2938 Vet. Med. Basic Sciences Bldg.
2001 S. Lincoln Ave.
Urbana, Illinois 61802
By Theresa A. Fuess, Ph.D.
University of Illinois
College of Veterinary Medicine
"Colic refers to any abdominal pain in a horse," says Dr. David Freeman, equine veterinarian at the University of Illinois Veterinary Medicine Teaching Hospital at Urbana. "Many conditions that cause horses abdominal pain are potentially life-threatening and require immediate attention. Horse owners should be aware of the signs of colic so it can be treated without delay."
A horse with colic can express discomfort in several ways. A horse may paw at the ground, roll, sweat, look at the flank area, or kick at the abdomen. Some horses will restlessly change positions, shift weight from one leg to another, or alternately lie down and get up. Some horses will stand motionless, looking depressed and anxious.
The most common cause of colic, impaction of fecal material in the large intestine, is also easiest to prevent and to treat. Obstruction caused by twisted or herniated segments of intestine usually require surgical correction. Other conditions that can cause the same signs as colic include founder and tying-up. Any time a horse shows signs of colic, especially if the horse is not passing feces, remove all feed and contact your veterinarian right away.
"The risk of colic can be minimized with diet," says Dr. Freeman. "The type of feed, the feeding schedule, and the availability and consumption of water are all important. Horses are grazers and their digestive system works best when it continuously processes fiber and water. Starting and stopping the system by feeding only once or twice a day disrupts the normal gastrointestinal physiology." Withholding feed, even for short periods, can cause gastric ulcers in horses. Changes in feed, particularly access to lush spring pastures after a winter on hay, and changes in the horse's daily routine can also cause colic.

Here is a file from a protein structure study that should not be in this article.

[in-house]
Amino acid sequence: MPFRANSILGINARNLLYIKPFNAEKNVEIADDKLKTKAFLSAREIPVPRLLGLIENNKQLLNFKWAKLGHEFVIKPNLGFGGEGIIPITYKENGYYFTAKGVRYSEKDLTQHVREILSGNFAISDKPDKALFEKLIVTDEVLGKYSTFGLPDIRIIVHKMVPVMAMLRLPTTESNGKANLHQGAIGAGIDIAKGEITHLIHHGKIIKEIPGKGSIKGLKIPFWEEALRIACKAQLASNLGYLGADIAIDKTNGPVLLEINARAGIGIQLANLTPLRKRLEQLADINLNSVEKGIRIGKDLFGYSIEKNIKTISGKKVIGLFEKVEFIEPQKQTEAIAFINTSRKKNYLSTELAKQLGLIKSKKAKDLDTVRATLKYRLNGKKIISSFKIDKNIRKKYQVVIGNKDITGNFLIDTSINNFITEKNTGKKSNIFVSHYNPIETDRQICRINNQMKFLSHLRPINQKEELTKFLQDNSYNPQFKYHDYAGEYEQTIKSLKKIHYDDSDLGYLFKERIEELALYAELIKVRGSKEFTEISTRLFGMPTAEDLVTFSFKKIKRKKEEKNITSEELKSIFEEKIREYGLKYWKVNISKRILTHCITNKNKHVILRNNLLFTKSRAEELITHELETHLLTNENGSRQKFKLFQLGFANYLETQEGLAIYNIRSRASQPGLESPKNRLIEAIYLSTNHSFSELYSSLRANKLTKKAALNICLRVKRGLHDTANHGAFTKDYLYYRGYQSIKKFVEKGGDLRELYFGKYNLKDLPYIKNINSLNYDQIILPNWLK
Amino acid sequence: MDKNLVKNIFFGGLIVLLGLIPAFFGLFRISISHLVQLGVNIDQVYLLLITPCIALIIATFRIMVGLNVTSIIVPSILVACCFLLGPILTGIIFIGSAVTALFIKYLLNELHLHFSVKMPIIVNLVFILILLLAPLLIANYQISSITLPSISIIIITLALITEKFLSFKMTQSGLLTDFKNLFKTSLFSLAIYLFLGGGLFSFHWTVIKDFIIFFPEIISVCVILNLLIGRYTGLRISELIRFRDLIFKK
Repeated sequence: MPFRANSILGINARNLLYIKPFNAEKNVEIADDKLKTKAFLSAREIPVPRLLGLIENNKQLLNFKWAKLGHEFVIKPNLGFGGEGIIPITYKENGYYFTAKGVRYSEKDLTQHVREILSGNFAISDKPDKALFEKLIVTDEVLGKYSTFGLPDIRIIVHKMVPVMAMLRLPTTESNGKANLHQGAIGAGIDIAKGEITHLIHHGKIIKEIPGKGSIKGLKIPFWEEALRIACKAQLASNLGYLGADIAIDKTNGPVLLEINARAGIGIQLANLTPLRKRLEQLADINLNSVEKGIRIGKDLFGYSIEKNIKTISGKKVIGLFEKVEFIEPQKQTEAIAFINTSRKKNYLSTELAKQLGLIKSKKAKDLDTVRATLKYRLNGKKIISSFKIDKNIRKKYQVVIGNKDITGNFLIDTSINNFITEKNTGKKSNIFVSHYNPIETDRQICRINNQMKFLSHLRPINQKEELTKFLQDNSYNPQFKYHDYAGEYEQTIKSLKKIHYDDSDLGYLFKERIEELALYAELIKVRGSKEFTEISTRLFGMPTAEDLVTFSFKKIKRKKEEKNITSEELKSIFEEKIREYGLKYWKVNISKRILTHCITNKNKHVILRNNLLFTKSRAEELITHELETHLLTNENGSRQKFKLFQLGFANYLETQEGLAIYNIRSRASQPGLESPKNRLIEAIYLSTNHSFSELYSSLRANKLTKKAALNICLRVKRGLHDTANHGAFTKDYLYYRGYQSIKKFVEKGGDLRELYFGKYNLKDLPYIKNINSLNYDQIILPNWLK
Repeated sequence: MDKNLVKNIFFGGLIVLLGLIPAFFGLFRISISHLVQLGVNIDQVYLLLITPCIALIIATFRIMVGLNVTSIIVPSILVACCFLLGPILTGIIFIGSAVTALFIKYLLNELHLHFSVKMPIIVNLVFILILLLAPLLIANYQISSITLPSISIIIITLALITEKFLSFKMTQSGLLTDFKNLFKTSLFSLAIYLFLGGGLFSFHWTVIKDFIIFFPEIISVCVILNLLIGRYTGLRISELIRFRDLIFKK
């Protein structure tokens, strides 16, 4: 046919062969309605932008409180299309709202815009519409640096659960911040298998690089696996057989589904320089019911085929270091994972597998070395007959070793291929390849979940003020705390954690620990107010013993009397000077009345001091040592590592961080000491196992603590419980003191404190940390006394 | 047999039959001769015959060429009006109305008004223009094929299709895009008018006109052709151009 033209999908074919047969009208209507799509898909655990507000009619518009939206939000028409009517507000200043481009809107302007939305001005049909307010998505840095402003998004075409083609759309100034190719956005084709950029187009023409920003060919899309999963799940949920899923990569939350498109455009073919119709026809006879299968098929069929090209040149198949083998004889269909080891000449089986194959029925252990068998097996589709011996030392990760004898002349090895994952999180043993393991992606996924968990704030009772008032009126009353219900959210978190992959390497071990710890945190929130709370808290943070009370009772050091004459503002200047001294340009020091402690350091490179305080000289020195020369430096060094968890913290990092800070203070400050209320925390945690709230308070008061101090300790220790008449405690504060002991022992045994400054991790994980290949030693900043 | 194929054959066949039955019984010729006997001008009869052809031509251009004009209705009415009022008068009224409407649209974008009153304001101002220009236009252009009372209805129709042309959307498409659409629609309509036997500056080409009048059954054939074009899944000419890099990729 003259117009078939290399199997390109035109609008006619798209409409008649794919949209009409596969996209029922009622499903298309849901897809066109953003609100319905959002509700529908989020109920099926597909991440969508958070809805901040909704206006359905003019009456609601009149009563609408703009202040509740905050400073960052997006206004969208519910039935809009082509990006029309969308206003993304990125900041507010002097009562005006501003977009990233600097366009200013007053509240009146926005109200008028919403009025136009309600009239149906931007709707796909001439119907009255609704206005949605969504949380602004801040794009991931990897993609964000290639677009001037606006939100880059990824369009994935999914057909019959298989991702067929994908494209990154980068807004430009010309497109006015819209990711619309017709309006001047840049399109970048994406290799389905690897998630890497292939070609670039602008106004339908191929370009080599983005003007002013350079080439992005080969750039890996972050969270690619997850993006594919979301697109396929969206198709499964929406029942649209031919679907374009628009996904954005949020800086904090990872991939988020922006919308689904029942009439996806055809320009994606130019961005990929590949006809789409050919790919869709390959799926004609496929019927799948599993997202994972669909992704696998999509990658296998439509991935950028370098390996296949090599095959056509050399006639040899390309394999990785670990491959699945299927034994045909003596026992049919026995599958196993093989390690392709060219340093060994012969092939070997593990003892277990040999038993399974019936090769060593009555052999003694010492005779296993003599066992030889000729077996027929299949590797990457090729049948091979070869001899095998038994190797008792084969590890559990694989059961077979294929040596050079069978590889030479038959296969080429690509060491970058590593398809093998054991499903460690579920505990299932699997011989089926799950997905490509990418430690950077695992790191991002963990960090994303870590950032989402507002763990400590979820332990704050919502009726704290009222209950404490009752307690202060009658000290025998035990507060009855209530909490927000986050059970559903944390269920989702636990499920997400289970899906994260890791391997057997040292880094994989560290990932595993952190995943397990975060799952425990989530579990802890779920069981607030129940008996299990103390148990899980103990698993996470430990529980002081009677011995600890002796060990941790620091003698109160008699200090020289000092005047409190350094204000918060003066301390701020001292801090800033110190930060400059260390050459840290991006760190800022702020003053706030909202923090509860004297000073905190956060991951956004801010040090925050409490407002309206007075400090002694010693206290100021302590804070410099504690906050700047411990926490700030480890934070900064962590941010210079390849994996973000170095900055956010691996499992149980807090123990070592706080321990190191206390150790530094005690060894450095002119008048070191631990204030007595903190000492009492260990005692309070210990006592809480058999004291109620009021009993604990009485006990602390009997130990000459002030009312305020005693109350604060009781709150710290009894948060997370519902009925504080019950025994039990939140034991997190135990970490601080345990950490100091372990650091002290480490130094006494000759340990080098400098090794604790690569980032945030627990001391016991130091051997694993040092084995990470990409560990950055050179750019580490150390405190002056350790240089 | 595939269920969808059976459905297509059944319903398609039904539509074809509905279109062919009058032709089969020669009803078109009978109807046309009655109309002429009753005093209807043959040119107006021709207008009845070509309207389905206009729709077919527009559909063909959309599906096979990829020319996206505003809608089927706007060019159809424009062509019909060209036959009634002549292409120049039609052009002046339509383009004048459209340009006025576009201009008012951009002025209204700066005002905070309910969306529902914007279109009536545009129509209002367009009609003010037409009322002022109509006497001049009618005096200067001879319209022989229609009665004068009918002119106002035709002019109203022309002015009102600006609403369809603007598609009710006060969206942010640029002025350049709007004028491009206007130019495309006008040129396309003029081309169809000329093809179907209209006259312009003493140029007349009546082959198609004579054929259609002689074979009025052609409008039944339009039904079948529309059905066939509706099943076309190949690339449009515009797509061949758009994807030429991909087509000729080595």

Horses fed only free-choice forage (pasture, hay, or both) with continuous access to fresh water have the lowest risk of colic. In fact, studies have shown that the incidence of colic increases with the proportion of grain in the diet. The type of grain fed makes a difference too. Horses fed sweet feed or corn are at higher risk than those fed pellets or oats.
"The risk associated with grain can be minimized by feeding rations in small portions throughout the day," says Dr. Freeman. "Alternatively, the horse could be provided unlimited grass hay that is high in fiber between meals."
The availability of water can be a problem in winter months in areas with freezing temperatures. Not only is access to water that is not frozen essential, but the temperature of the water is important too. Horses will consume 40 percent more warm (40 degrees Fahrenheit) water than water at near-freezing temperatures. "Providing warm water will increase the volume of water consumed and decrease the risk of large colon impaction during cold weather," advises Dr. Freeman.
A horse with colic needs immediate care. Your veterinarian will administer pain-killers to help the horse relax and laxatives to soften the impaction. If the horse does not respond within a couple of hours, more sophisticated diagnostic tests and/or surgery may be required.
What about walking the horse while you wait for the veterinarian? "Walking in itself is not therapeutic," says Dr. Freeman. "The signs of colic will decrease because walking prevents the horse from displaying these signs." Walking a violently painful horse can distract the horse and prevent self-destruction. A horse that must be ceaselessly walked to lessen signs of colic is a horse that should be seen by a veterinarian.
Another myth is that rolling will cause or increase the severity of colic. Most horses roll a few times every day. "If rolling were a risk factor, we'd see a lot more colicky horses than we do."
"The biggest mistake horse owners make," warns Dr. Freeman, "is to feed a horse with colic. It is a mistaken belief that a truly sick horse won't eat. Eating will only add food material to the obstruction, increase the intestinal distention, exacerbate the pain, and make treatment far more difficult."
For more information about horse management, contact your
local equine veterinarian.